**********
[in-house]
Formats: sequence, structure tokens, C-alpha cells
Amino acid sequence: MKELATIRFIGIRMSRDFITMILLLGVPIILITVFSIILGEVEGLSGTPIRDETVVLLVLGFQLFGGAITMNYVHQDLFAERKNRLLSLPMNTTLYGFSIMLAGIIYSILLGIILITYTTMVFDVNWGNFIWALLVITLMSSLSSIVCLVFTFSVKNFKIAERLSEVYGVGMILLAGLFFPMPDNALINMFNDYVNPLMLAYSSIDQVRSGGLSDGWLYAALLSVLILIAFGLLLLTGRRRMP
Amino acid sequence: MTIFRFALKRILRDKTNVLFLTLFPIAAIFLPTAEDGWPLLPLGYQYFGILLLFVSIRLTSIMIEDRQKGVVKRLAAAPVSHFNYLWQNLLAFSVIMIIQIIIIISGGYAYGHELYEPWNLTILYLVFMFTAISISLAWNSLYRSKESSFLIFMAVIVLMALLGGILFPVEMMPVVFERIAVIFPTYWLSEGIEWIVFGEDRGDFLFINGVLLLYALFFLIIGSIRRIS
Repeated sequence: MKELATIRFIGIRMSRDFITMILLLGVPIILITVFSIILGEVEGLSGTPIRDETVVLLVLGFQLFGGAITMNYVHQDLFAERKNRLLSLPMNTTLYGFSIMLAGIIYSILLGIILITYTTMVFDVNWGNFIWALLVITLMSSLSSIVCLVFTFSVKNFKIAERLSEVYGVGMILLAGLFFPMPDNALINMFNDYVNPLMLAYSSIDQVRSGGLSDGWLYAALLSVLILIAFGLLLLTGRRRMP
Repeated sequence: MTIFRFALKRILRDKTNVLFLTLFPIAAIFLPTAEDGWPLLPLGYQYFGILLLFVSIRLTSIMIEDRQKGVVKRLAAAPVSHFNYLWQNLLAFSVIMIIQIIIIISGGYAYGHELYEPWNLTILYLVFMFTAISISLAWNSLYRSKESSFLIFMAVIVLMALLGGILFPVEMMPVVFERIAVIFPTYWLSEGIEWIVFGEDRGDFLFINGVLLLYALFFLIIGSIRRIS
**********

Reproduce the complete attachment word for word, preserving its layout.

[in-house]
Formats: sequence, structure tokens, C-alpha cells
Amino acid sequence: MKELATIRFIGIRMSRDFITMILLLGVPIILITVFSIILGEVEGLSGTPIRDETVVLLVLGFQLFGGAITMNYVHQDLFAERKNRLLSLPMNTTLYGFSIMLAGIIYSILLGIILITYTTMVFDVNWGNFIWALLVITLMSSLSSIVCLVFTFSVKNFKIAERLSEVYGVGMILLAGLFFPMPDNALINMFNDYVNPLMLAYSSIDQVRSGGLSDGWLYAALLSVLILIAFGLLLLTGRRRMP
Amino acid sequence: MTIFRFALKRILRDKTNVLFLTLFPIAAIFLPTAEDGWPLLPLGYQYFGILLLFVSIRLTSIMIEDRQKGVVKRLAAAPVSHFNYLWQNLLAFSVIMIIQIIIIISGGYAYGHELYEPWNLTILYLVFMFTAISISLAWNSLYRSKESSFLIFMAVIVLMALLGGILFPVEMMPVVFERIAVIFPTYWLSEGIEWIVFGEDRGDFLFINGVLLLYALFFLIIGSIRRIS
Repeated sequence: MKELATIRFIGIRMSRDFITMILLLGVPIILITVFSIILGEVEGLSGTPIRDETVVLLVLGFQLFGGAITMNYVHQDLFAERKNRLLSLPMNTTLYGFSIMLAGIIYSILLGIILITYTTMVFDVNWGNFIWALLVITLMSSLSSIVCLVFTFSVKNFKIAERLSEVYGVGMILLAGLFFPMPDNALINMFNDYVNPLMLAYSSIDQVRSGGLSDGWLYAALLSVLILIAFGLLLLTGRRRMP
Repeated sequence: MTIFRFALKRILRDKTNVLFLTLFPIAAIFLPTAEDGWPLLPLGYQYFGILLLFVSIRLTSIMIEDRQKGVVKRLAAAPVSHFNYLWQNLLAFSVIMIIQIIIIISGGYAYGHELYEPWNLTILYLVFMFTAISISLAWNSLYRSKESSFLIFMAVIVLMALLGGILFPVEMMPVVFERIAVIFPTYWLSEGIEWIVFGEDRGDFLFINGVLLLYALFFLIIGSIRRIS